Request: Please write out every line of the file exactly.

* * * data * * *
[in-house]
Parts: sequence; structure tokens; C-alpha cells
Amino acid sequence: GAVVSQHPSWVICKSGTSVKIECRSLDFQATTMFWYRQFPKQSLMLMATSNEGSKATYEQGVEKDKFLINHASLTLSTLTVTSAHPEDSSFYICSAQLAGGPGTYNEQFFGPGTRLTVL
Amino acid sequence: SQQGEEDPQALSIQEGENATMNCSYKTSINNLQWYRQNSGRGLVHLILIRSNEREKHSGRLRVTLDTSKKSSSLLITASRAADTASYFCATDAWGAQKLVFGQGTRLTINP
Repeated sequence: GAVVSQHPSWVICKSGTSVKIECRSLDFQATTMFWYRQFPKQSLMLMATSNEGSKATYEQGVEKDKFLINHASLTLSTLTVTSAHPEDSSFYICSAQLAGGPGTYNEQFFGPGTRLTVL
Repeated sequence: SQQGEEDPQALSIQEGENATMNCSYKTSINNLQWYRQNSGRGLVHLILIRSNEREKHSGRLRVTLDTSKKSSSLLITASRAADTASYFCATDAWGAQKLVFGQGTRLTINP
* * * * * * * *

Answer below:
[in-house]
Parts: sequence; structure tokens; C-alpha cells
Amino acid sequence: GAVVSQHPSWVICKSGTSVKIECRSLDFQATTMFWYRQFPKQSLMLMATSNEGSKATYEQGVEKDKFLINHASLTLSTLTVTSAHPEDSSFYICSAQLAGGPGTYNEQFFGPGTRLTVL
Amino acid sequence: SQQGEEDPQALSIQEGENATMNCSYKTSINNLQWYRQNSGRGLVHLILIRSNEREKHSGRLRVTLDTSKKSSSLLITASRAADTASYFCATDAWGAQKLVFGQGTRLTINP
Repeated sequence: GAVVSQHPSWVICKSGTSVKIECRSLDFQATTMFWYRQFPKQSLMLMATSNEGSKATYEQGVEKDKFLINHASLTLSTLTVTSAHPEDSSFYICSAQLAGGPGTYNEQFFGPGTRLTVL
Repeated sequence: SQQGEEDPQALSIQEGENATMNCSYKTSINNLQWYRQNSGRGLVHLILIRSNEREKHSGRLRVTLDTSKKSSSLLITASRAADTASYFCATDAWGAQKLVFGQGTRLTINP